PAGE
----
Wednesday, January 23rd, 2019 (OTTAWA) – This morning, OCHC Chief Executive Officer Stéphane Giguère, and Chief Operating Officer Guy Arseneau, appeared before the Standing Committee on Finance and Economic Affairs as a part of their Pre-Budget Consultations. Mr. Giguère provided the following remarks to the committee:
Good morning ladies and gentlemen,
My name is Stéphane Giguère, and I am the CEO of Ottawa Community Housing Corporation. I am joined this morning by our Chief Operating Officer, Guy Arseneau.
Before I begin my remarks, I would like to sincerely thank the Committee for inviting us to appear before you this morning to offer our input in your pre-budget consultations.
With nearly 15,000 homes and 32,000 tenants, OCHC is the largest landlord in Ottawa, and the second largest affordable housing provider in Ontario. We provide social, affordable, and community homes to some of our city’s most vulnerable residents. But we are more than just a landlord. We recognize that we have a key role to play in helping to meet Ottawa’s affordable housing needs.
Today, we would like to offer two concrete recommendations to this committee on how we believe the Government of Ontario can achieve its objective of making housing more affordable for Ontarians.
First, we recommend that the Government of Ontario repurpose some of its current investments in new affordable housing construction to set up equity partnerships so that we can move from “grantrepreuneurs” to entrepreneurs with a social purpose.
There is an urgent need for more affordable housing in Ottawa and across Ontario, and we know that the demand is far outpacing the supply. More and more people are turning to the rental market, as the cost of buying a home becomes more and more prohibitive. In fact, from 2006 to 2016, the number of rental households in Ontario increased by 18.9%. And in Ottawa alone, within that rental market, more than 10,000 people are on the social housing registry, awaiting more affordable homes. For some families, the wait can be up to 10 years.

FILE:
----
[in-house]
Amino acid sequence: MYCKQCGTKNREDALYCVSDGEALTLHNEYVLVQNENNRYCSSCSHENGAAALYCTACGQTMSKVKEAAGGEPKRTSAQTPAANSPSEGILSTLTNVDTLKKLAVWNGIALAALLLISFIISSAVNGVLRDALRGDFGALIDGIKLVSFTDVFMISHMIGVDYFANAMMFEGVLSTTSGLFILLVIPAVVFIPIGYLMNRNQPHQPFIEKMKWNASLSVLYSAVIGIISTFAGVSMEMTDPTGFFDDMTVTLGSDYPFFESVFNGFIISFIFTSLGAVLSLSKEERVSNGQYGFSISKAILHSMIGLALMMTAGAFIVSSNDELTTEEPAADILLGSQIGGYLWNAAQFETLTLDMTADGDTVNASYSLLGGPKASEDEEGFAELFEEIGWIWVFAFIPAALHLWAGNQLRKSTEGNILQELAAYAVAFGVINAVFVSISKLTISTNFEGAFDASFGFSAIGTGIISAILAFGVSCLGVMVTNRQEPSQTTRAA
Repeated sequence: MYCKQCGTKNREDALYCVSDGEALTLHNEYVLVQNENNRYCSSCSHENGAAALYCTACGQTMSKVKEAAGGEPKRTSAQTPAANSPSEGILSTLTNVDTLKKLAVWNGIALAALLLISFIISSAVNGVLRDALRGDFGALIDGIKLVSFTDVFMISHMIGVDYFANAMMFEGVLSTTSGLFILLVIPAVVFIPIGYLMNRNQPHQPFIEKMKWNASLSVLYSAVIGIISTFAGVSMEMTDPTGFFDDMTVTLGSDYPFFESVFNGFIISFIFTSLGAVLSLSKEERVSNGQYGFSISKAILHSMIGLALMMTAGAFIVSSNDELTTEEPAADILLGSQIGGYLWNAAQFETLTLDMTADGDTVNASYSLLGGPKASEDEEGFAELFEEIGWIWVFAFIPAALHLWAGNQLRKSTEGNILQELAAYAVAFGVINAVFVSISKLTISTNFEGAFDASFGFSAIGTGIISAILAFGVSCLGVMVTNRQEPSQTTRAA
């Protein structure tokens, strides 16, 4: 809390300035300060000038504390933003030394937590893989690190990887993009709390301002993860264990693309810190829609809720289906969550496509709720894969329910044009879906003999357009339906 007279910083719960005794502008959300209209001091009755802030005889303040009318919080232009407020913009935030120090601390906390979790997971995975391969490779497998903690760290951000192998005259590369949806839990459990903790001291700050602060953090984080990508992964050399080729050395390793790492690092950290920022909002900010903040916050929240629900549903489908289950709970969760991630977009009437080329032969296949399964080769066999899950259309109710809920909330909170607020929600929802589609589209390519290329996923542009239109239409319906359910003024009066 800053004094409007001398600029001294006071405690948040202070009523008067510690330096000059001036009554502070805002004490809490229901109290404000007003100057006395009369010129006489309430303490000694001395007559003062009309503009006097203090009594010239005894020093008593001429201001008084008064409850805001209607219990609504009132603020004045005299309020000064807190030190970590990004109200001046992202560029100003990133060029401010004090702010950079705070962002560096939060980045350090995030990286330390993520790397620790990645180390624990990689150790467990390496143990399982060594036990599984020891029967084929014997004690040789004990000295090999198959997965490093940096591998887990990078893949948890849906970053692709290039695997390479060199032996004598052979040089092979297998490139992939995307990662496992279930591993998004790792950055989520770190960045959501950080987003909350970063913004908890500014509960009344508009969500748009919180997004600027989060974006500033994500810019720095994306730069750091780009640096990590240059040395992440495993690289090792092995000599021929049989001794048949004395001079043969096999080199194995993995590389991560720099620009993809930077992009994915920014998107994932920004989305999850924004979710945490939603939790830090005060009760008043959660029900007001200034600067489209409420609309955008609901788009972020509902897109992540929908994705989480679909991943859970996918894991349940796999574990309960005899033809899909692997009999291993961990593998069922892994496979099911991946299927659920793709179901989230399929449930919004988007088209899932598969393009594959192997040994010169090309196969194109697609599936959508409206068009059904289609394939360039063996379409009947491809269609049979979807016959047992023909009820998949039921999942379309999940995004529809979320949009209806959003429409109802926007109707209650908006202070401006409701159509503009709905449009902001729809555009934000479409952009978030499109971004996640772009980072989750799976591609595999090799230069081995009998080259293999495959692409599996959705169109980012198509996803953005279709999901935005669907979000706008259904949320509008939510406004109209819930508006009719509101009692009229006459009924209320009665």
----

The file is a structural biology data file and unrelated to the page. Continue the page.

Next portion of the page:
Indeed, in Ontario, 15.3% of residents spend more than the CMHC-recommended 30% of their gross income on housing.
And just as more people are turning to rental housing, it is becoming more expensive for corporations like OCHC and the private rental market to build to meet those demands. From 2011 to 2016, the private purpose-built rental sector built 4,500 new homes per year, but that only accounted for 13.5% of the increase in demand over that period. Over that same period, even less affordable homes were built, and it is estimated that the current backlog for affordable rental homes in Ontario is between 29,000 and 35,000. We also see a very low vacancy rate of 1.6%.
That’s why we believe that as the need for affordable rental housing grows, and as the government is looking to cut barriers and red tape, that our solution of introducing equity partnership with housing providers is a proven and a more cost-effective way of achieving the government’s objectives of increasing housing supply and affordability. This model has provided positive results in the United Kingdom, Australia, and recently in British Columbia.
For OCHC, the biggest barrier that we face in building new affordable homes is the cost of building. That’s because we cannot recuperate those costs through revenue generation or rents. With this crucial investment, we would be able to start to close the gap for those in need of more affordable places to live in our city.